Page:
The Rev. Matthew Wright, a priest serving St. Andrew’s Episcopal Church in Brewster, NY, and a member of the Community of the Holy Spirit’s Bluestone Farm, believes that in our interspiritual world, the Christian Wisdom tradition must be revived and reexamined. In the Contemplative Journal, Matthew writes that becoming aware of Wisdom in our own traditions in this second axial age is the key to union, consciousness, and belonging:
We see it in the birth of Christianity, directly in the life of Jesus, who rejected a First Axial ascetic path in favor of one that fully embraced the world—he feasted, danced, and wept, all the while associating with those designated outcasts and sinners. He refused to recognize the expected divisions between sacred and profane. This full on embrace of phenomenal existence was enshrined in Christianity’s core doctrine of the Incarnation—that “the Word became flesh” in the world “God so loved”—but the Second Axial impulse of its founder was repeatedly roped back into the existing First Axial road maps.
Most clearly, perhaps, we see the Second Axial emergence in Islam and its mystical tradition, Sufism. The Islamic world took the rhythm of monastic prayer and offered it in the marketplace. Like Christianity, it broke out of the ethnic and tribal identity of its parent religion, Judaism (which itself never completely lost touch with its pre-Axial earthiness and embrace of the world). Islam’s mystical path, based on the life of a prophet who was husband, lover, parent, warrior, and statesman, found it practically impossible to give way to the First Axial impulse toward asceticism and monasticism. Sufism pledged to keep the contemplative life fully integrated into the life of the world. It was in many ways the first wave of what many today are calling “the new monasticism.”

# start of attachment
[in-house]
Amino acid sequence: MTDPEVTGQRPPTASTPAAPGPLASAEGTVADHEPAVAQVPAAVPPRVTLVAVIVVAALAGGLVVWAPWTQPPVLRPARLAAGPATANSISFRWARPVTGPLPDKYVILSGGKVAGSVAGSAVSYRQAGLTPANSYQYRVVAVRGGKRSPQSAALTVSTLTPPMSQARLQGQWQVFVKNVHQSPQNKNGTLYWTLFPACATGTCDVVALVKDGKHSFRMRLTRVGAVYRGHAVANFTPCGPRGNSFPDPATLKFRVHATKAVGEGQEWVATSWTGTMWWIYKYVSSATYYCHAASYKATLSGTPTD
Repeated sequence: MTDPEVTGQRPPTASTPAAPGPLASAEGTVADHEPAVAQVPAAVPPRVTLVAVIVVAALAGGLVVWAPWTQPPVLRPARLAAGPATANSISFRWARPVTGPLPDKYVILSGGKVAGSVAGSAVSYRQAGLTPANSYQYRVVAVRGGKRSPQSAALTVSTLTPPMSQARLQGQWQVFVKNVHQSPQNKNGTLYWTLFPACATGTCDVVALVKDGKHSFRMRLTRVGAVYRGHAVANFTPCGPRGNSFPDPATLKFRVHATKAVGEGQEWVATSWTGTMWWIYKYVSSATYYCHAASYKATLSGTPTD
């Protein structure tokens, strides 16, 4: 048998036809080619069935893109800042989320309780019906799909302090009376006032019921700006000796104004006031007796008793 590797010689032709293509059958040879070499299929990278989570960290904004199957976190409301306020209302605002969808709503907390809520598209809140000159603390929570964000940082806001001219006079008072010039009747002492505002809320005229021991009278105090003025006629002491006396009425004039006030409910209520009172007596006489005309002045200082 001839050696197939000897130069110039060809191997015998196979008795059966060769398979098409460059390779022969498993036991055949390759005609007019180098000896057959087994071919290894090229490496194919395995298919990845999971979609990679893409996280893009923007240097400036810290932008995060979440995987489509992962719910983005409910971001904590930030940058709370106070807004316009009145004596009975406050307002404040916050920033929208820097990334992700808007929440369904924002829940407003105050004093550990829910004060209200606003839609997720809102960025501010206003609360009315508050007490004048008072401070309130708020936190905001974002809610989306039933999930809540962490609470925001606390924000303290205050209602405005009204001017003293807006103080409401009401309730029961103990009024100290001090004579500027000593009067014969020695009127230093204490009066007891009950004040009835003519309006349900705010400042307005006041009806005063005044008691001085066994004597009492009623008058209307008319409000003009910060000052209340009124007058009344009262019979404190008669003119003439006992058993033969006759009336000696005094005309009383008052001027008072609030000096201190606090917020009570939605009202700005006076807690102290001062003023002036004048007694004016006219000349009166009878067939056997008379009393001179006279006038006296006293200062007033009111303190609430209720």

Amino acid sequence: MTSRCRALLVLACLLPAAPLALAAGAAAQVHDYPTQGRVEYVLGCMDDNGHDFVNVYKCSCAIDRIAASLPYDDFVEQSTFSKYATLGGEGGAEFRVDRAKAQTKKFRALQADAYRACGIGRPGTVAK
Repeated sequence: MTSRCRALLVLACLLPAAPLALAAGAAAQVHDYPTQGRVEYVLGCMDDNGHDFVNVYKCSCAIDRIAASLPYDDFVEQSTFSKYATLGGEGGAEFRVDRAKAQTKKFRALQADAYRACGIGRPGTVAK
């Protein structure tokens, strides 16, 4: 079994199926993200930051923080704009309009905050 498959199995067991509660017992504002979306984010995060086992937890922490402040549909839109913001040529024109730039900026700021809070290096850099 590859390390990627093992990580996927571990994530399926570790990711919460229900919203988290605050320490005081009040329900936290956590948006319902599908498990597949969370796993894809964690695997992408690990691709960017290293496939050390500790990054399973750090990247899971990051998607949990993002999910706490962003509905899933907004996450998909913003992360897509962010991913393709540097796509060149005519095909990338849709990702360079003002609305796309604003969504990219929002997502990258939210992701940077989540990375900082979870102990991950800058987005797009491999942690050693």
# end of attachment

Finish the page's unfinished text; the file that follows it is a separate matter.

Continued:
Today we can claim these streams for what they are: the early in-breaking of Second Axial consciousness, a dramatic shift away from the dualistic separation of “Spirit” from “world.” Channels for these waters are the ones we must dig and deepen. As this Second Axial Awakening takes hold on the global scale, we must begin the work of reimagining and realigning our First Axial religions. What will change when we see these great traditions as so many currents within a vast planetary movement of awakening and integration? How will we carry their wisdom forward in an age characterized by a primary consciousness of union, belonging, and interconnection?
I believe that our hope still lies in our religions, and that we abandon them at a great loss. They hold much of the wisdom we will need in this next great transformation. But the invitation now is to a dance, not a lecture. The traditions will no longer be only the teachers, but the students as well. As they teach us, we will teach them. The evolution, like all such dances, will be mutual. The wheel will turn once more and the waters will flow powerful and strong, the Divine Heartbeat loud and full.
The rest of Matthew’s piece in the Contemplative Journal is here.